Thursday, August 09, 2007
The All-American Dessert Book Copyright 2005
1 ¾ cups all-purpose flour
½ teaspoon salt
16 tablespoons (2 sticks) unsalted butter, cut into chunks
2 cups sugar
¼ cup brewed coffee or water I used 1 T espresso powder and 3 T water
11 ounces bittersweet or semisweet chocolate, broken up or coarsely chopped I used bittersweet
2 ounces unsweetened chocolate, broken up or coarsely chopped
1 tablespoon vanilla extract
4 large eggs
2 cups chopped walnuts (optional) I left these out
Position a rack in the middle of the oven and preheat to 350 degrees F. Line a 9x13-inch baking pan with aluminum foil, allowing the foil to overhang the two ends of the pan by about 2 inches. Coat the foil with nonstick spray.
In a medium bowl, thoroughly stir together the flour and salt; set aside. In a large saucepan, bring the butter, sugar and coffee just to a boil over medium-high heat, stirring. Remove from the heat. Stir the chocolates into the sugar mixture until completely melted. Let cool to warm. Stir the vanilla into the chocolate mixture, then add the eggs and mix thoroughly. Stir the dry ingredients into the chocolate mixture just until the batter is evenly blended. Stir in the nuts, if using. Turn the batter into the pan, spreading it evenly to the edges.
Bake for 20 to 30 minutes, or until the center is barely firm when tapped and a toothpick inserted in the center comes out clean except for the bottom 1/8-inch, which should have wet crumbs clinging to it. Transfer pan to a wire rack. Let cool to warm, about 20 minutes.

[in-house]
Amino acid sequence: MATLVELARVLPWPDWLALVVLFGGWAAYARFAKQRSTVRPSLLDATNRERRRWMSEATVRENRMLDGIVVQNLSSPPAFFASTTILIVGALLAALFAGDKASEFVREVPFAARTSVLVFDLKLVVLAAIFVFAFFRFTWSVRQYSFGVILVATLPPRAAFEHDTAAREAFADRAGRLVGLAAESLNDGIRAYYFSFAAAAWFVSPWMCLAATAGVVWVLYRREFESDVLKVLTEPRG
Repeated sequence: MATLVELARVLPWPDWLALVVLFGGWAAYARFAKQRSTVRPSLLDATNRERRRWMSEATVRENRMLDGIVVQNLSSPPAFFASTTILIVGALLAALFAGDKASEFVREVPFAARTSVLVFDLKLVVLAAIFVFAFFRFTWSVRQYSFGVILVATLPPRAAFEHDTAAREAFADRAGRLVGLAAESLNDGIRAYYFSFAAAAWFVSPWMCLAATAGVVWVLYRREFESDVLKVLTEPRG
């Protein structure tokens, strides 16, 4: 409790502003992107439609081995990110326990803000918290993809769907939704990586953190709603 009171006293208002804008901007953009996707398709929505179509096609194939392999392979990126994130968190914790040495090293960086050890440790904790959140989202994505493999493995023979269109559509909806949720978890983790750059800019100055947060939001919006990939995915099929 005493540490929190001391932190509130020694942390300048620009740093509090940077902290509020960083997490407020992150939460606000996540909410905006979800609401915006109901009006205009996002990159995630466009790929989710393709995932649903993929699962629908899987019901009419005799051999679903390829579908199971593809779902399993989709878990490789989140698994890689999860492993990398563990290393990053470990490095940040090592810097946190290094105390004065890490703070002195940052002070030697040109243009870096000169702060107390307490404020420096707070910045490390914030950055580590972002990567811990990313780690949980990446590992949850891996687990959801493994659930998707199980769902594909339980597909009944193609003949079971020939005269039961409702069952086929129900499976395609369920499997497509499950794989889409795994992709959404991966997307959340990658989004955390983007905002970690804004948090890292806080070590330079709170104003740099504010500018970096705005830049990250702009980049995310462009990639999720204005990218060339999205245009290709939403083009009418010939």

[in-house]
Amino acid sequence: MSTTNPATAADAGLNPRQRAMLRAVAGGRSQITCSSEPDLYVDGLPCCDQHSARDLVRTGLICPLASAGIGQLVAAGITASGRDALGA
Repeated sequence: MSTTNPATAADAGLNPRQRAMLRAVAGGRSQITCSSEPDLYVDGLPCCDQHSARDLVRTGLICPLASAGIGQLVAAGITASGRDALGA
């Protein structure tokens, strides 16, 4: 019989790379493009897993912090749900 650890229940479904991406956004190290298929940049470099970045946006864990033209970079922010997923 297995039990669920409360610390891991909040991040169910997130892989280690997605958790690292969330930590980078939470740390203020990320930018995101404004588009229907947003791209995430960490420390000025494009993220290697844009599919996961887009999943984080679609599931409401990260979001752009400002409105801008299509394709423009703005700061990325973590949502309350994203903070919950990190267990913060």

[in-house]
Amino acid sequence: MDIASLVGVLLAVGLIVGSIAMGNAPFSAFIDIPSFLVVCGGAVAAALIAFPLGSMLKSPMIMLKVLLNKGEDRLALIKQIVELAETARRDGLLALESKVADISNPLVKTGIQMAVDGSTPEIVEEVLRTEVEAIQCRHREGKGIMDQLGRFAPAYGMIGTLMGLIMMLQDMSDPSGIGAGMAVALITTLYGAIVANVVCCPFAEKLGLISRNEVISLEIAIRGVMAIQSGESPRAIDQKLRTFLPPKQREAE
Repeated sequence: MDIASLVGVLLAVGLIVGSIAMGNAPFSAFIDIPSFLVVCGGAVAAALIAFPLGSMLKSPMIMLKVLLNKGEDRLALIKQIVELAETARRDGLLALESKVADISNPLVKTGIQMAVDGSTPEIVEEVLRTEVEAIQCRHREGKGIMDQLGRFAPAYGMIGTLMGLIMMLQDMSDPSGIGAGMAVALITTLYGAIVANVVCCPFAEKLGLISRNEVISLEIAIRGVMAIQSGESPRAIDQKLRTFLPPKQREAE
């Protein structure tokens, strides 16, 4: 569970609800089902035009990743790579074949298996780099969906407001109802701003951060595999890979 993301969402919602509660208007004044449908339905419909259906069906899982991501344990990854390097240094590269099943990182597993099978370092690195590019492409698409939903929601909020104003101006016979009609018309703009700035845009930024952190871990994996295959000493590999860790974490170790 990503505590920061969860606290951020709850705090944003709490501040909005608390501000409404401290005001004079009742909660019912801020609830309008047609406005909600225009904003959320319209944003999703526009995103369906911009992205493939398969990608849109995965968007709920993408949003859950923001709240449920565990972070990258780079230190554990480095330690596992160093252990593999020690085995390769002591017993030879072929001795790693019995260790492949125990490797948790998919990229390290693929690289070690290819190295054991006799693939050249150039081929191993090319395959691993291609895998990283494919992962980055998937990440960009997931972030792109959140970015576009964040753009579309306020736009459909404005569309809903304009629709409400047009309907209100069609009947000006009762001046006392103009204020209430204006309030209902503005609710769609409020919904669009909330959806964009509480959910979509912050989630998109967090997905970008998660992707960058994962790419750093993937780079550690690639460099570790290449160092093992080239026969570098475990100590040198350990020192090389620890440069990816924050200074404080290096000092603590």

To prepare the brownies for cutting, cover and refrigerate until well chilled and firm, at least 30 minutes. Using the overhanging foil as handles, carefully transfer the brownie slab to a cutting board. If desired, trim away the uneven edges using a sharp knife. Cut the slab in half crosswise, cutting through the foil. Carefully peel off and discard the foil.
The slabs will keep, stored airtight, in the freezer for up to a month. Let thaw partially before cutting into bars.
This picture isn't that great but I think it shows the true fudginess of this brownie. Holy Hannah are these chocolately! If you compare them with Rick Katz's Brownies for Julia, they have the same about of butter, sugar and eggs, 3/4 cup more flour and 7 ounces more chocolate. They were so easy to cut after spending the night in the refrigerator (but let them come to room temperature before you eat them). There were also options to glaze these but personally I think that would be overkill. These have enough chocolate for even the most serious chocoholics.
Is this my first recipe from this book? I think it is. It's actually a pretty good cookbook but I just don't get to make desserts all that often. I did have a request to bake more often when I brought the leftover treats to work this week so maybe I should step it up. When the weather cools off, I'll start making more things to take to work.
I don't think I could ever go back to my old ways of cooking by the seat of my pants. Eating leftovers and scrambling for dinner this week has been really unsettling. I like to have a plan and I really don't like eating the same thing over and over, even in different forms.
Blast From The Past: Holiday Vegetable Dip from September 2006. I was going to make this for my cookout but it got cut from the line-up, due to my being overwhelmed by doing other things.
Question of the Day: Can you eat the same foods over and over or do you like variety?